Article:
What is a Learning Management System (LMS) and What Does it Do?

“Online learning” is a term most of us have probably heard by now, but how exactly are instructors able to run every aspect of an online course – from assigning work to collecting it and monitoring student participation? (And what exactly does “participation” even mean or look like in an online environment?)

Actually, while online learning can refer to “online only” courses – such as the MOOCs we've begun to hear so much about recently (massive open online courses) – on today's university campuses, online learning is often just an additional tool that's used in what we think of as traditional courses (ones that meet in a classroom several times a week), too. For instance, while many professors still collect hard copies of student papers, an increasing number of university instructors are ditching the drop box outside their office doors for the virtual alternative. While some may just ask students to email their work, thanks to today's LMS (learning management systems), better and more centralized ways to collect and track student work are available today. While signed in to an LMS, students and faculty can also access a whole host of other features for organizing a course and enabling more effective and efficient communication.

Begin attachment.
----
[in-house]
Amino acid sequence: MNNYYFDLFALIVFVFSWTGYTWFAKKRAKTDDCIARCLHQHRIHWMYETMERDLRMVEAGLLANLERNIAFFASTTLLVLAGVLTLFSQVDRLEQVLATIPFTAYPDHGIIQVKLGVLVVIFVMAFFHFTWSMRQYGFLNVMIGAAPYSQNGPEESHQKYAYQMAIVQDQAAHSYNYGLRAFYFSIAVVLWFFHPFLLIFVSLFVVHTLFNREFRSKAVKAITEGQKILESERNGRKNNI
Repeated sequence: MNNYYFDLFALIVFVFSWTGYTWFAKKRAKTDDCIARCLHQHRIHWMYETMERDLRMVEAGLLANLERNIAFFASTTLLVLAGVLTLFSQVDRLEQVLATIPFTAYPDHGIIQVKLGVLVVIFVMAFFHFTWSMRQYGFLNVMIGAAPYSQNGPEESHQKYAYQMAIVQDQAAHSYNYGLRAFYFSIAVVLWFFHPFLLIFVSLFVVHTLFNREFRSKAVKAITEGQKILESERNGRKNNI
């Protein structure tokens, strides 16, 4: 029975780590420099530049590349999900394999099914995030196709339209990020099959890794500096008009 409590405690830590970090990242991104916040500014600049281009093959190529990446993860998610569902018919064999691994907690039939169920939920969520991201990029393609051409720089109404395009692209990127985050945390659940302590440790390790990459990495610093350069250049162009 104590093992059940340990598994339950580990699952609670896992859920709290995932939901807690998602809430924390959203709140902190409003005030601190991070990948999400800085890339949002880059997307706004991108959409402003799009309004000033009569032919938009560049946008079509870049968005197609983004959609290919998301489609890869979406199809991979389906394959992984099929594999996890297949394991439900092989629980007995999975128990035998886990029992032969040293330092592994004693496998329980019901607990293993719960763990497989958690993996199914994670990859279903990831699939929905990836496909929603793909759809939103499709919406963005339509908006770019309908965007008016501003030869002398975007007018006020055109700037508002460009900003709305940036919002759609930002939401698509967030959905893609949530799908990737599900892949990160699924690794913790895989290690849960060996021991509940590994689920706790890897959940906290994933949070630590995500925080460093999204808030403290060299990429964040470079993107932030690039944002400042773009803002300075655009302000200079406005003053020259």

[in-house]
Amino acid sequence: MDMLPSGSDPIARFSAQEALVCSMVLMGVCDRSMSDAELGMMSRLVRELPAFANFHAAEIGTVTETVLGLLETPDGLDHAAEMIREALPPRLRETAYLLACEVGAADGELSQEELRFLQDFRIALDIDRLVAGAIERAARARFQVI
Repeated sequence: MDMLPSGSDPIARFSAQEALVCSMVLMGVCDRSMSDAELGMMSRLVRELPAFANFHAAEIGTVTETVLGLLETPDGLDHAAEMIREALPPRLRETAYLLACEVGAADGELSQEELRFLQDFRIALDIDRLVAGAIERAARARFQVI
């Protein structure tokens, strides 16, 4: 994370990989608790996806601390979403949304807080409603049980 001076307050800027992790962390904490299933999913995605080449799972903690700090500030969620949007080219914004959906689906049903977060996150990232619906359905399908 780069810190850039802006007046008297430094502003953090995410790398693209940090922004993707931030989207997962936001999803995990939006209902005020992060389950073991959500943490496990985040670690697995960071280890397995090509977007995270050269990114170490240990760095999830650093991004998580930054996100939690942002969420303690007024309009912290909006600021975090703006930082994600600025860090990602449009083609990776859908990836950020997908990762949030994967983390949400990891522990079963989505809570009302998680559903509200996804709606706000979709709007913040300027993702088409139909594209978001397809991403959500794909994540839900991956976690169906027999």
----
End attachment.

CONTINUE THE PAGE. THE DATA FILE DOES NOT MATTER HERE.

ATutor screenshot

While an LMS such as LearnCore is commonly marketed to corporations for training purposes – allowing employees to complete training modules, for example, as they pass tests and move up to the next level – ATutor, on the other hand, is marketed to educators who teach in settings that we more traditionally associate with a university (or some other type of school) in the most basic and classic sense of the word. An LMS such as Edu 2.0 – or BrainX, Moodle, or Joomla – is a popular choice among traditional educators and corporate trainers alike.

Visual Features Help Span the Distance

Among instructors of online-only university courses, a very popular feature (that virtually every LMS offers) is the capability for instructors, with just a few clicks, to set up and monitor a discussion forum. In a 100% online course (where the instructor may never meet the students in person – and they may never meet each other), a discussion forum gives students a chance to interact simultaneously with both one another and the course material (and also provides a way for instructors to consider a “class participation” component when grading). What is more, an LMS that allows students to create user profiles with photos helps to put a face to the names on the roster. In addition, video conferencing (and the ability for both students and professors to upload videos) allows the course to expand beyond reading and writing black-and-white text. Interactive Whiteboard technology can often be added to a live video conference so that all communication tools are available, all at once.

Many Creative Options